Sunday, July 24, 2016

Gary Johnson, the Libertarian Candidate for President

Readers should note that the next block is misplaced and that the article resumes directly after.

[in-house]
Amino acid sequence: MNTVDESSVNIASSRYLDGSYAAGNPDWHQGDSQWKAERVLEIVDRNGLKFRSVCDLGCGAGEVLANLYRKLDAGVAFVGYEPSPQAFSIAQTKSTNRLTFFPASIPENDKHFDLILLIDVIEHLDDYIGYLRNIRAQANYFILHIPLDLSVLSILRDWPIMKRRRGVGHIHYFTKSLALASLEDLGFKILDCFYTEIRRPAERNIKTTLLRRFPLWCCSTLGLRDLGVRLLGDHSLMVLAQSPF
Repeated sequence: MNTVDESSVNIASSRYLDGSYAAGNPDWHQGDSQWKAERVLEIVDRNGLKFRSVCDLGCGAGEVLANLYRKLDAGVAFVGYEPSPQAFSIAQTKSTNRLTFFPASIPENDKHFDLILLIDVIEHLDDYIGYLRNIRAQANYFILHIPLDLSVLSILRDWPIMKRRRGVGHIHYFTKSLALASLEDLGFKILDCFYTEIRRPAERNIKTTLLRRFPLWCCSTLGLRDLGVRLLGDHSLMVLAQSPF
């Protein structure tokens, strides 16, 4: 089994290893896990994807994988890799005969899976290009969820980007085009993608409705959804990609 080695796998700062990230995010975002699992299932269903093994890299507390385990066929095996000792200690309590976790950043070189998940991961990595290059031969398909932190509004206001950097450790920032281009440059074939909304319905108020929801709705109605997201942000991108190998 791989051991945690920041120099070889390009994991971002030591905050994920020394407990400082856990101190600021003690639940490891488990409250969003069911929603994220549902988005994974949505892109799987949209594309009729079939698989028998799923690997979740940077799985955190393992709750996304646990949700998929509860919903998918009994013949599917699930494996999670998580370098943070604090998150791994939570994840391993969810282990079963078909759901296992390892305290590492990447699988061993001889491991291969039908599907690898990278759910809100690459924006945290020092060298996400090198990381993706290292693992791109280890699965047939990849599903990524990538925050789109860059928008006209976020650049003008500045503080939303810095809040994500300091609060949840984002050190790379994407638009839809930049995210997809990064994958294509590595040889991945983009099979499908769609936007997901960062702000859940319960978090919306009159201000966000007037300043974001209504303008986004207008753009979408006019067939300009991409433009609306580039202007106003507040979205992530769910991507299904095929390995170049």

Gary Johnson From Wikipedia, the free encyclopedia Changes must be reviewed before being displayed on this details Jump to: navigation, search This article is about the 2012 and 2016 Libertarian Party presidential nominee and former Governor of New Mexico. For other uses, see Gary Johnson (disambiguation). Gary Johnson LOOK 1 118 6x4 (2) (26230487521).jpg 29th Governor of New Mexico In office January 1, 1995 – January 1, 2003 Lieutenant Walter Bradley Preceded by Bruce King Succeeded by Bill Richardson Personal details Born Gary Earl Johnson January 1, 1953 (age 63) Minot, North Dakota, U.S. Political party Republican (Before 2011) Libertarian (2011–present) Spouse(s) Dee Simms (1977–2005) Domestic partner Kate Prusack (Engaged 2009) Alma mater University of New Mexico, Albuquerque Gary Johnson by Gage Skidmore 7 (cropped).jpg This article is part of a series about Gary Johnson Political positions Governor of New Mexico 1994 election · 1998 re-election Campaign for the Presidency (2012) 2012 Libertarian Convention Campaign for the Presidency (2016) 2016 Libertarian Convention · Primaries Our America Initiative NewMexico-StateSeal.svg v · t · e Gary Earl Johnson (born January 1, 1953) is an American businessman, politician and the Libertarian Party nominee for President of the United States in the 2016 election. He served as the 29th Governor of New Mexico from 1995 to 2003 as a member of the Republican Party. He was the Libertarian Party's nominee for President of the United States in the 2012 election.[1] Johnson announced his candidacy for president on April 21, 2011, as a Republican,[2] on a libertarian platform emphasizing the United States public debt and a balanced budget through a 43% reduction of all federal government spending, protection of civil liberties, an immediate end to the War in Afghanistan and his advocacy of the FairTax. On December 28, 2011, after being excluded from the majority of the Republican Party's presidential debates and failing to gain traction while campaigning for the New Hampshire primary, he withdrew his candidacy for the Republican nomination and announced that he would continue his presidential campaign as a candidate for the nomination of the Libertarian Party.[3] He won the Libertarian Party nomination on May 5, 2012. His chosen running mate Judge James P. Gray of California won the vice-presidential nomination. The Johnson/Gray ticket received 0.99% of the popular vote, amounting to 1.27 million votes, more than all other minor candidates combined. It was the best showing in the Libertarian Party's history by vote count.[4] On January 6, 2016, Johnson announced his candidacy for the Libertarian nomination once again in 2016,[5] and in May he selected former Republican Governor of Massachusetts William Weld as his running mate. On May 29, 2016, Johnson won the Libertarian nomination on the second ballot with 55.8% of the delegates.[6] Contents [hide] 1 Early life and career 2 Governor of New Mexico 2.1 First term 2.2 Second term 2.3 Reception 2.4 Post governorship 3 2012 presidential campaign 3.1 Early history 3.2 Republican presidential candidacy 3.3 Libertarian presidential nomination and campaign 4 Post-2012 elections 4.1 Our America Initiative PAC 4.2 CEO of Cannabis Sativa Inc. 5 2016 presidential campaign 6 Political positions 7 Personal life 8 Electoral history 9 Books 10 References 11 Further reading 12 External links Early life and career[edit] Johnson was born on January 1, 1953, in Minot, North Dakota, the son of Lorraine B. (née Bostow), who worked for the Bureau of Indian Affairs, and Earl W. Johnson, a public school teacher.[7] Johnson graduated from Sandia High School in Albuquerque in 1971, where he was on the school track team.[8] He attended the University of New Mexico from 1971 to 1975 and graduated with a Bachelor of Science in political science. While at UNM, he joined the Sigma Alpha Epsilon fraternity.[9][10] It was there that he met his future wife, Denise "Dee" Simms. While in college, Johnson earned money as a door-to-door handyman.[11] His success in that industry encouraged him to start his own business, Big J Enterprises, in 1976. When he started the business, which focused on mechanical contracting, Johnson was its only employee.[12] His major break with the firm was receiving a large contract from Intel's expansion in Rio Rancho, which increased Big J's revenue to $38 million.[13] Over-burdened by his success, Johnson enrolled in a time management course at night school, which he credits with making him heavily goal-driven.[13] He eventually grew Big J into a multimillion-dollar corporation with over 1,000 employees.[14] By the time he sold the company in 1999, it was one of New Mexico's leading construction companies.[15] He entered politics for the first time by running for Governor of New Mexico in 1994 on a fiscally conservative, low-tax and anti-crime platform.[16] Johnson won the Republican Party of New Mexico's gubernatorial nomination, and defeated incumbent Democratic governor Bruce King. During his tenure as governor, Johnson became known for his low-tax libertarian views, adhering to policies of tax and bureaucracy reduction supported by a cost–benefit analysis rationale. He cut the 10% annual growth in the budget: in part, due to his use of the gubernatorial veto 200 times during his first six months in office.[17] Johnson set state and national records for his use of veto and line-item veto powers:[17] estimated to have been more than the other 49 contemporary governors combined,[18][19] which gained him the nicknames "Veto Johnson" and "Governor Veto".[20][21] Johnson successfully sought re-election in 1998. In his second term, he concentrated on the issue of school voucher reforms,[22] as well as campaigning for marijuana decriminalization and legalization, and opposition to the War on Drugs. Term limited, Johnson could not run for re-election at the end of his second term. After leaving office, Johnson founded the non-profit Our America Initiative in 2009, a political advocacy committee seeking to promote policies such as free enterprise, foreign non-interventionism, limited government and privatization. He endorsed the Republican presidential candidacy of Congressman Ron Paul in the 2008 election.[21] Governor of New Mexico[edit] First term[edit] See also: New Mexico gubernatorial election, 1994 Johnson entered politics in 1994, with the intention of running for governor and was advised by "Republican Elders"[13] to run for the State Legislature instead.[13] Despite their advice, Johnson spent $500,000 of his own money and entered the race with the intent of bringing a "common sense business approach" to the office.[23] Johnson's campaign slogan was "People before Politics".[24] His platform emphasized tax cuts, job creation, state government spending growth restraint, and law and order.[16] He won the Republican nomination, defeating state legislator Richard P. Cheney by 34% to 33%, with John Dendahl and former governor David F. Cargo in third and fourth. Johnson subsequently won the general election, defeating the incumbent Democratic Governor Bruce King by 50% to 40%. Johnson was elected in a nationally Republican year, although party registration in the state of New Mexico at the time was 2-to-1 Democratic.[25] As governor, Johnson followed a strict small government approach. According to former New Mexico Republican National Committee member Mickey D. Barnett, "Any time someone approached him about legislation for some purpose, his first response always was to ask if government should be involved in that to begin with."[26] He vetoed 200 of 424 bills in his first six months in office—a national record of 47% of all legislation—and used the line-item veto on most remaining bills.[17] In office, Johnson fulfilled his campaign promise to reduce the 10% annual growth of the state budget.[17] In his first budget, Johnson proposed a wide range of tax cuts, including a repeal of the prescription drug tax, a $47 million income tax cut, and a 6 cents per gallon gasoline tax cut. However, of these, only the gasoline tax cut was passed.[27] During the November 1995 federal government shutdown, he joined 20 other Republican governors who called on the Republican leadership in Congress to stand firm in negotiations against the Clinton administration in budget negotiations; in the article reporting on the letter and concomitant news conference he was quoted as calling for eliminating the budget deficit through proportional cuts across the budget.[28] Although Johnson worked to reduce overall state spending, in his first term, he raised education spending by nearly a third.[29] When drop-out rates and test scores showed little improvement, Johnson changed his tactics and began advocating for school vouchers—a key issue in budget battles of his second term as governor.[29] Second term[edit] See also: New Mexico gubernatorial election, 1998 In 1998, Johnson ran for re-election as governor against Democratic Albuquerque Mayor Martin Chavez. In his campaign, Johnson promised to continue the policies of his first term: improving schools; cutting state spending, taxes, and bureaucracy; and frequent use of his veto and line-item veto power.[30] Fielding a strong Hispanic candidate in a 40% Hispanic state, the Democrats were expected to oust Johnson,[29] but Johnson won by a 55%-to-45% margin:[31] making him the first Governor of New Mexico to serve two successive four-year terms after term limits were expanded to two terms in 1991.[23] Johnson made the promotion of a school voucher system a "hallmark issue" of his second term.[32] In 1999, he proposed the first statewide voucher system in America, which would have enrolled 100,000 students in its first year.[29] That year, he vetoed two budgets that failed to include a voucher program and a government shutdown was threatened,[29] but ultimately yielded to Democratic majorities in both houses of the New Mexico Legislature, who opposed the plan. Johnson signed the budget, but line-item vetoed a further $21m, or 0.5%, from the legislative plan.[33] In 1999, Johnson became one of the highest-ranking elected officials in the US to advocate the legalization of marijuana.[34] Saying the War on Drugs was "an expensive bust", he advocated the decriminalization of marijuana use and concentration on harm-reduction measures for all other illegal drugs. "He compared attempts to enforce the nation's drug laws with the failed attempt at alcohol prohibition. Half of what government spends on police, courts and prisons is to deal with drug offenders."[12] He suggested that drug abuse be treated as a health issue, not as a criminal issue. His approach to the issue garnered supportive notice from conservative icon William F. Buckley,[35] as well as the Cato Institute and Rolling Stone.[13] In 2000, Johnson proposed a more ambitious voucher program than he had proposed the year before, under which each parent would receive $3,500 per child for education at any private or parochial school.[32] The Democrats sought $90m extra school funding without school vouchers, and questioned Johnson's request for more funding for state-run prisons, having opposed his opening of two private prisons.[36] Negotiations between the governor and the legislature were contentious, again nearly leading to a government shutdown. In 2000, New Mexico was devastated by the Cerro Grande Fire. Johnson's handling of the disaster earned him accolades from The Denver Post, which observed that: Johnson.....was all over the Cerro Grande Fire last week. He helped reporters understand where the fire was headed when low-level Forest Service officials couldn't, ran herd over the bureaucratic process of getting state and federal agencies and the National Guard involved, and even helped put out some of the fire with his feet. On a tour of Los Alamos last Wednesday, when he saw small flames spreading across a lawn, he had his driver stop his car. He jumped out and stomped on the flames, as did his wife and some of his staffers.[37] Johnson's leadership during the fire was praised by Democratic Congressman Tom Udall, who said: "I think the real test of leadership is when you have circumstances like this. He's called on his reserves of energy and has just been a really excellent leader under very difficult circumstances here."[37] Johnson rebuffed efforts by the Libertarian Party to draft him in the 2000 presidential election, stating himself to be a Republican with no interest in running for president.[38] Reception[edit] Johnson in 2009 Commentator Andrew Sullivan quoted a claim that Johnson "is highly regarded in the state for his outstanding leadership during two terms as governor. He slashed the size of state government during his term and left the state with a large budget surplus."[39] In an interview in Reason magazine in January 2001, Johnson's accomplishments in office were described as follows: "no tax increases in six years, a major road building program, shifting Medicaid to managed care, constructing two new private prisons, canning 1,200 state employees, and vetoing a record number of bills".[23] According to one New Mexico paper, "Johnson left the state fiscally solid", and was "arguably the most popular governor of the decade… leaving the state with a $1 billion budget surplus."[40] The Washington Times reported that when Johnson left office, "the size of state government had been substantially reduced and New Mexico was enjoying a large budget surplus."[26] According to a profile of Johnson in the National Review, "During his tenure, he vetoed more bills than the other 49 governors combined—750 in total, one third of which had been introduced by Republican legislators. Johnson also used his line-item-veto power thousands of times. He credits his heavy veto pen for eliminating New Mexico's budget deficit and cutting the growth rate of New Mexico's government in half."[41] According to the Myrtle Beach Sun News, Johnson "said his numerous vetoes, only two of which were overridden, stemmed from his philosophy of looking at all things for their cost–benefit ratio and his axe fell on Republicans as well as Democrats".[12] Johnson at Ron Paul's "Rally for the Republic" While in office, Johnson was criticized for opposing funding for an independent study of private prisons after a series of riots and killings at the facilities.[42] Martin Chavez, his opponent in the 1998 New Mexico gubernatorial race, criticized Johnson for his frequent vetoing of programs, suggesting that it resulted in New Mexico's low economic and social standing nationally.[43] Journalist Mark Ames described Johnson as "a hard-core conservative" who "ruled the state like a right-wing authoritarian" and only embraced marijuana legalization in his second term for populist gain.[44] This was mainly in reference to a commercial from Johnson's reelection campaign, featuring Johnson saying that a felon in New Mexico would serve "every lousy second" of their prison sentence. Johnson insisted however that the commercial was directed at "the guy who's got his gun out" rather than non-violent drug offenders.[44] Post governorship[edit] Johnson was term limited and could not run for a third consecutive term as governor in 2002.[45] In the 2008 presidential election campaign, Johnson endorsed Ron Paul for the Republican nomination, "because of his commitment to less government, greater liberty, and lasting prosperity for America."[21][46] Johnson spoke at Paul's "Rally for the Republic" on September 2, 2008.[47] Johnson serves on the Advisory Council of Students for Sensible Drug Policy,[48] a student nonprofit organization which advocates for drug policy reform. As of April 2011, he serves on the board of directors of Students For Liberty, a nonprofit libertarian organization.[49] His first book, Seven Principles of Good Government, was published on August 1, 2012.[50] 2012 presidential campaign[edit] Main article: Gary Johnson presidential campaign, 2012 In the 2012 United States presidential election, Johnson received 0.99% of the popular vote, a total of 1,275,971 votes.[51] This was the best result in the Libertarian Party's history by raw vote number, though under the 1.1 percentage of the vote won by Ed Clark in 1980.[4][52] Early history[edit] Logo of the Our America Initiative, which Johnson founded in 2009 Gary Johnson 2012.jpeg In 2009, Johnson began indicating interest in running for president in the 2012 election.[53][54] In the April 20, 2009 edition of The American Conservative magazine, Bill Kauffman told readers to "keep an eye out" for a Johnson presidential campaign in 2012, reporting that Johnson had told him that "he was keeping his options open for 2012" and that "he may take a shot at the Republican presidential nomination in 2012 as an antiwar, anti-Fed, pro-personal liberties, slash-government-spending candidate—in other words, a Ron Paul libertarian".[53] During a June 24, 2009 appearance on Fox News's Freedom Watch, host Judge Andrew Napolitano asked Johnson if he would run for president in 2012, to which Johnson responded that he thought it would be inappropriate to openly express his desires before President Obama is given the opportunity to prove himself, but he followed up that statement by saying "it appears personal freedoms are being shoveled out the window more and more."[55] In an October 26, 2009 interview with the Santa Fe New Mexican's Steve Terrell, Johnson announced his decision to form an advocacy committee called the Our America Initiative to help him raise funds and promote small government ideas. In December 2009, Johnson asked strategist Ron Nielson of NSON Opinion Strategy, who has worked with Johnson since 1993 when he ran his successful gubernatorial campaign, to organize the Our American Initiative as a 501(c)(4) committee. Nielson serves as a senior advisor to Our America Initiative. The stated focus of the organization is to "speak out on issues regarding topics such as government efficiency, lowering taxes, ending the war on drugs, protecting civil liberties, revitalizing the economy and promoting entrepreneurship and privatization".[56] The move prompted speculation among media pundits and Johnson's supporters that he might be laying the groundwork for a 2012 presidential run.[57][58] Throughout 2010, Johnson repeatedly deflected questions about a 2012 presidential bid by saying his 501(c)(4) status prevented him from expressing a desire to run for federal office on politics.[59][60] However, he was outspoken about the issues affecting the country, particularly "the size and cost of government" and the "deficits and debt that truly threaten to consume the U.S. economy, and which represent the single greatest threat to our national security."[61] Johnson speaking at CPAC 2011 In February 2011, Johnson was a featured speaker at both the Conservative Political Action Conference (CPAC) and the Republican Liberty Caucus.[62] At CPAC, "the crowd liked him—even as he pushed some of his more controversial points."[63] Johnson tied with New Jersey Governor Chris Christie for third in the CPAC Straw Poll, trailing only Ron Paul and Mitt Romney (and ahead of such notables as former Speaker of the House Newt Gingrich, former Minnesota Governor Tim Pawlenty, Indiana Governor Mitch Daniels and former Alaska Governor and 2008 vice presidential candidate Sarah Palin).[64] David Weigel of Slate called Johnson the second-biggest winner of the conference, writing that his "third-place showing in the straw poll gave Johnson his first real media hook … He met tons of reporters, commanded a small scrum after the vote, and is a slightly lighter shade of dark horse now."[65] Republican presidential candidacy[edit] On April 21, 2011 Johnson announced via Twitter, "I am running for president."[66] He followed this announcement with a speech at the New Hampshire State House in Concord, New Hampshire.[2] He was the first of an eventually large field to announce his candidacy for the Republican presidential nomination.[67] Johnson again chose Ron Nielson of NSON Opinion Strategy a director for both of his New Mexico gubernatorial campaigns, as his presidential campaign manager and senior advisor.[67] The campaign was headquartered in Salt Lake City, Utah where Nielson's offices are located.[67] Johnson's economics advisor was Harvard economics professor Jeffrey Miron.[68] Initially, Johnson hoped Ron Paul would not run for president so that Johnson could galvanize Paul's network of libertarian-minded voters, and he even traveled to Houston to tell Paul of his decision to run in person,[67] but Paul announced his candidacy on May 13, 2011. Johnson participated in the first of the Republican presidential debates, hosted by Fox News in South Carolina on May 5, 2011, appearing on stage with Herman Cain, Ron Paul, Tim Pawlenty, and Rick Santorum. Mitt Romney and Michele Bachmann both declined to debate. Johnson was excluded from the next three debates on June 13 (hosted by CNN in New Hampshire), August 11 (hosted by Fox News in Iowa), and September 7 (hosted by CNN in California).[67] After the first exclusion, Johnson made a 43-minute video responding to each of the debate questions, which he posted on YouTube.[67][69] The first exclusion, which was widely publicized, gave Johnson "a little bump" in name recognition and produced "a small uptick" in donations.[67] But "the long term consequences were dismal."[67] For the financial quarter ending June 30, Johnson raised a mere $180,000.[67] Fox News decided that because Johnson polled at least 2% in five recent polls, he could participate in a September 22 debate in Florida, which it co-hosted with the Florida Republican Party (the party objected to Johnson's inclusion).[67] Johnson participated, appearing on stage with Michele Bachmann, Herman Cain, Newt Gingrich, Jon Huntsman, Ron Paul, Rick Perry, Mitt Romney, and Rick Santorum. During the debate, Johnson delivered what many media outlets, including the Los Angeles Times, and Time, called the best line of the night: "My next-door neighbor's two dogs have created more shovel ready jobs than this administration."[70][71] Entertainment Weekly opined that Johnson had won the debate.[72] Libertarian presidential nomination and campaign[edit] Although Johnson had focused the majority of his campaign activities on the New Hampshire primary, he announced on November 29, 2011 that he would no longer campaign there due to his inability to gain traction with less than a month until the primary.[73] There was speculation in the media that he might run as a Libertarian Party candidate instead. Johnson acknowledged that he was considering such a move.[74][75][76] In December, Politico reported that Johnson would quit the Republican primaries and announce his intention to seek the Libertarian Party nomination at a December 28 press conference.[77] He also encouraged his supporters to vote for Ron Paul in 2012 Republican presidential primaries.[78] Gary Johnson at 2012 Libertarian National Convention On December 28, 2011, Johnson formally withdrew his candidacy for the Republican presidential nomination, and declared his candidacy for the 2012 presidential nomination of the Libertarian Party in Santa Fe, New Mexico.[3] On May 5, 2012, at the 2012 Libertarian National Convention, Johnson received the Libertarian Party's official nomination for president in the 2012 election, by a vote of 419 votes to 152 votes for second-place candidate R. Lee Wrights.[1][79] In his acceptance speech, Johnson asked the convention's delegates to nominate as his running mate Judge Jim Gray of California.[80] Gray subsequently received the party's vice-presidential nomination on the first ballot.[79] Johnson spent the early months of his campaign making media appearances on television programs such as The Daily Show with Jon Stewart[81] and Red Eye w/Greg Gutfeld.[82] Starting in September 2012, Johnson embarked on a three-week tour of college campuses throughout the US.[83][84] On October 23, 2012, Gary Johnson participated in a third party debate that was aired on C-SPAN, RT America, and Al Jazeera English.[85][86] A post-debate online election allowed people to choose two candidates from the debate they thought had won to face each other head to head in a run-off debate. Gary Johnson and Jill Stein won the poll.[87] They debated in Washington, D.C., on November 5, 2012.[88] Johnson stated that his goal was to win at least 5 percent of the vote, as winning 5 percent would allow Libertarian Party candidates equal ballot access and federal funding during the next election cycle.[89][90] In a national Gallup poll of likely registered voters conducted June 7 through June 10, 2012, Johnson took 3% of the vote,[91] while a Gallup poll conducted September 6 through September 9, 2012, showed Johnson taking 1% of likely voters.[92] A Zogby poll released July 13, 2012, revealed Johnson took 5.3% of likely voters,[93] while a Zogby poll released September 23, 2012, showed Johnson taking 2% of likely voters.[94] The final results showed Johnson polling nearly 1.3 million votes and 1.0% of the popular vote.[95][96] This established a Libertarian Party record for total votes won in a presidential election and the second-highest Libertarian percentage ever, behind Ed Clark's 1.1% in 1980.[97] Despite falling short of his stated goal of 5%, Johnson stated, "Ours is a mission accomplished".[98] In regards to a future presidential bid, he said "it is too soon to be talking about 2016".[98] Post-2012 elections[edit] Since the 2012 elections, Johnson has continued to criticize the Obama administration on various issues. In an article for The Guardian, Johnson called on United States Attorney General Eric Holder to let individual states legalize marijuana.[99] In a Google Hangout hosted by Johnson in June 2013, he criticized the US government's lack of transparency and due process in regards to the NSA's domestic surveillance programs. He also said that he would not rule out running as a Republican again in the future.[100] Our America Initiative PAC[edit] In December 2013, Johnson announced the founding of his own Super PAC, Our America Initiative PAC. The Super PAC is intended to support libertarian-minded causes. “From the realities of government-run healthcare setting in to the continuing disclosures of the breadth of NSA’s domestic spying, more Americans than ever are ready to take a serious look at candidates who offer real alternatives to business-as-usual,” the release announcing the PAC said.[101] CEO of Cannabis Sativa Inc.[edit] In July 2014, Johnson was named president and CEO of Cannabis Sativa Inc., a Nevada-based company that aims primarily to sell medical cannabis products in states where medicinal and/or recreational cannabis is legal.[102][103] 2016 presidential campaign[edit] Main article: Gary Johnson presidential campaign, 2016 Gary Johnson speaking at the 2016 Conservative Political Action Conference (CPAC) in Washington, D.C. In an April 2014, Reddit "Ask Me Anything" session, Johnson stated that he hoped to run for president again in 2016.[104] On whether he would run as a Libertarian or a Republican, he stated that "I would love running as a Libertarian because I would have the least amount of explaining to do."[104] In November 2014, Johnson affirmed his intention to run for the 2016 Libertarian nomination.[105] In July 2015, Johnson reiterated his intentions for a presidential campaign but stated he was not announcing anything imminently: "I just think there are more downsides than upsides to announcing at this point, and, look, I don’t have any delusions about the process. In retrospect, 90 percent of the time I spent [trying to become president] ended up to be wasted time."[106] In January 2016, Johnson resigned from his post as CEO of Cannabis Sativa, Inc., to pursue political opportunities, hinting to a 2016 presidential run.[107] On January 6, 2016, Johnson declared that he would seek the Libertarian nomination for the presidency.[5] On May 18, Johnson named former Massachusetts Governor William Weld as his running mate.[108] On May 29, 2016, Johnson received the Libertarian nomination on the second ballot.[6] Political positions[edit] Main article: Political positions of Gary Johnson Johnson's views have been described as fiscally conservative and socially liberal[109] with a philosophy of limited government[110] and military non-interventionism.[111][112] He has identified as a classical liberal.[113] Johnson has said he favors simplifying and reducing taxes.[114] During his governorship, Johnson cut taxes fourteen times and never increased them.[115] Due to his stance on taxes, political pundit David Weigel described him as "the original Tea Party candidate."[116] Johnson has advocated for the FairTax, a proposal which would abolish all federal income, corporate and capital gains taxes, and replace them with a 23% tax on consumption of all non-essential goods, while providing a regressive rebate to households according to income level. He has argued that this would assure transparency in the tax system and incentivize the private sector to create "tens of millions of jobs."[117] In June 2016, Johnson said that he supported the Trans-Pacific Partnership.[118] Johnson has said that he supports balancing the federal budget immediately.[119] He has stated he supports "slashing government spending", including Medicare, Medicaid, and Social Security,[114] which would involve cutting Medicare and Medicaid by 43 percent and turning them into block grant programs, with control of spending in the hands of the states to create, in his words, "fifty laboratories of innovation."[119] He has advocated passing a law allowing for state bankruptcy and expressly ruling out a federal bailout of any states.[110] Johnson has expressed opposition to the Federal Reserve System, which he has cited as massively devaluing the strength of the U.S. dollar, and would sign legislation to eliminate it. He has also supported an audit of the central bank, and urged Members of Congress in July 2012 to vote in favor of Ron Paul's Federal Reserve Transparency Act.[120] In his campaign for the Libertarian Party nomination, he stated he opposed foreign wars and pledged to cut the military budget by 43 percent in his first term as president.[112] He would cut the military's overseas bases, uniformed and civilian personnel, research and development, intelligence, and nuclear weapons programs.[121][122] He has stated his opposition to US involvement in the War in Afghanistan and opposed the US involvement in the Libyan Civil War.[123] He has stated that he does not believe Iran is a military threat, would use his presidential power to prevent Israel from attacking Iran, and would not follow Israel, or any other ally, into a war that it had initiated.[124] Johnson is a strong supporter of civil liberties and received the highest score of any candidate from the American Civil Liberties Union for supporting drug decriminalization while opposing censorship and regulation of the Internet, the Patriot Act, enhanced airport screenings, and the indefinite detention of prisoners.[125] He has spoken in favor of the separation of church and state, and has said that he does not "seek the counsel of God" when determining his political agenda.[126] Johnson endorsed same-sex marriage in 2011;[127] he has since called for a constitutional amendment protecting equal marriage rights,[127] and criticized Obama's position on the issue as having "thrown this question back to the states."[128] On the other hand, Johnson opposes Roe v. Wade, believing states should decide the matter. He has been a longtime advocate of legalizing marijuana and has said that if he were president, he would remove it from Schedule I of the Controlled Substances Act as well as issue an executive order pardoning non-violent marijuana offenders.[129] Johnson has stated his opposition to gun control and has said, "I'm a firm believer in the Second Amendment and so I would not have signed legislation banning assault weapons or automatic weapons."[130] Personal life[edit] Johnson running the 38th Annual Stratham Fair Road Race Johnson was married to Dee Johnson (née Simms; 1952–2006) from 1977 to 2005.[131] As First Lady of New Mexico, she engaged in campaigns against smoking and breast cancer,[132] and oversaw the expansion of the Governor's Mansion. He initiated a separation in May 2005 and four months later he announced that they would divorce.[133] At the age of 54, Dee Johnson died unexpectedly on December 22, 2006,[134] her cause of death later attributed to hypertensive heart disease.[135] Johnson became engaged to Santa Fe real estate agent Kate Prusack in 2009 a year after meeting her at a bike race in Sante Fe.[136] Prusack has stated that the reason they have not yet married is because "My fiance’s always on the road."[137] Johnson lives in Taos, New Mexico,[138][139] in a home that he built himself.[63] He is an avid triathlete who bikes extensively. During his term in office, he competed in several triathlons, marathons and bike races. He competed three times (1993, 1997, 1999) as a celebrity invitee at the Ironman World Championship in Hawaii, registering his best time for the 2.4-mile (3.9 km) swim, 112-mile (180 km) bike ride, and 26.2-mile (42.2 km) marathon run in 1999 with 10 hours, 39 minutes, and 16 seconds.[140][141] He once ran 100 miles (160 km) in 30 consecutive hours in the Rocky Mountains.[13] On May 30, 2003, he reached the summit of Mount Everest[142] "despite toes blackened with frostbite."[26] He has climbed all seven of the Seven Summits: Mount Everest, Mount Elbrus, Denali, Mount Kilimanjaro, Aconcagua, Mount Vinson, and Carstensz Pyramid—the tallest peaks in Asia, Europe, North America, Africa, South America, Antarctica, and Oceania respectively.[143] He completed the Bataan Memorial Death March at White Sands Missile Range in New Mexico, in which participants traverse a 26.2 mile course through the desert, many of them in combat boots and wearing 35-pound packs.[144] On October 12, 2005, Johnson was involved in a near-fatal paragliding accident when his wing caught in a tree and he fell approximately 50 feet to the ground. Johnson suffered multiple bone fractures, including a burst fracture to his twelfth thoracic vertebra, a broken rib, and a broken knee; this accident left him 1.5 inches (3.8 cm) shorter.[145][146][147] He used medicinal marijuana for pain control from 2005-08.[148] Johnson is a Lutheran and has stated that his belief in God has given him "a very fundamental belief that we should do unto others as we would have others do unto us."[149] Electoral history[edit] New Mexico gubernatorial election, 1994[150] Party Candidate Votes % ± Republican Gary Johnson 232,945 49.81% +4.66% Democratic Bruce King (inc.) 186,686 39.92% -14.68% Green Roberto Mondragón 47,990 10.26% Majority 46,259 9.89% +0.44% Turnout 467,621 Republican gain from Democratic Swing New Mexico gubernatorial election, 1998[151] Party Candidate Votes % ± Republican Gary Johnson (inc.) 271,948 54.53% +4.72% Democratic Martin Chávez 226,755 45.47% +5.55% Majority 45,193 9.06% -0.83% Turnout 498,703 Republican hold Swing United States presidential election, 2012[96] Election on November 6, 2012 Party Candidate Votes % ± Democratic Barack Obama (inc.) 65,899,583 51.03% -1.84% Republican Mitt Romney 60,931,966 47.19% +1.59% Libertarian Gary Johnson 1,275,821 0.99% +0.59% Green Jill Stein 468,907 0.36% +0.24% Constitution Virgil Goode 121,616 0.09% -0.06% Others Others 434,247 0.34% -0.52% Majority (1,333,513) (1.03%) Turnout 129,132,140 57.5% Democratic hold Swing Books[edit] Seven Principles of Good Government: Gary Johnson on liberty, people and politics. 2012. Aberdeen, WA: Silver Lake Publishing. ISBN 978-1563439131. OCLC 809701081 References[edit] 1.^ Jump up to: a b Pratt, Timothy (May 5, 2012). "Libertarians nominate ex-Governor Gary Johnson for president". Reuters. Retrieved May 6, 2012. 2.^ Jump up to: a b Marr, Kendra (April 21, 2011). "Gary Johnson makes 2012 presidential run official". Politico. Retrieved April 21, 2011. 3.^ Jump up to: a b Stewart, Rebecca (December 28, 2011). "'Liberated' Gary Johnson seeks Libertarian nomination". CNN. Retrieved December 28, 2011. 4.^ Jump up to: a b Tuccile, J.D. "Gary Johnson Pulls One Million Votes, One Percent". Reason. Retrieved November 7, 2012. 5.^ Jump up to: a b Collins, Eliza (January 6, 2016). "Libertarian Gary Johnson launches presidential bid". Politico. Retrieved January 6, 2016. 6.^ Jump up to: a b "Gary Johnson Wins Libertarian Nomination for President". ABC. May 29, 2016. Retrieved May 28, 2016. 7.Jump up ^ Who's Who in the West 1996–1997. Marquis Who's Who. 1995. p. 421. 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"Johnson campaign tests GOP support for 'classical liberal'". The Eagle-Tribune. Retrieved July 12, 2014. 147.Jump up ^ Moody, Chris (2011-09-21). "Unorthodox GOP candidate Gary Johnson gets his chance in Orlando debate". Yahoo! News. Yahoo!. Retrieved July 2, 2014. 148.Jump up ^ McCormack, John (December 6, 2010). "Gov. Gary Johnson: I Smoked Marijuana from 2005 to 2008". The Weekly Standard. Retrieved April 21, 2011. 149.Jump up ^ "Gary Johnson Candidate Profile". Reason. Archived from the original on October 23, 2012. Retrieved November 17, 2012. 150.Jump up ^ "Canvass of Returns of General Election Held on November 8, 1994 – State of New Mexico" (PDF). 151.Jump up ^ "State of New Mexico Official 1998 General Election Results for Governor Of New Mexico". Archived from the original on November 30, 2008. Further reading[edit] 2001 and 2002 State of the State speeches from Failure-to-Launch, Nick Heil, Outside, September 12, 2011 Republican Presidential Candidate Gary Johnson On Technology, Benjamin Kuo,, November 2011 External links[edit] Wikimedia Commons has media related to Gary Johnson. 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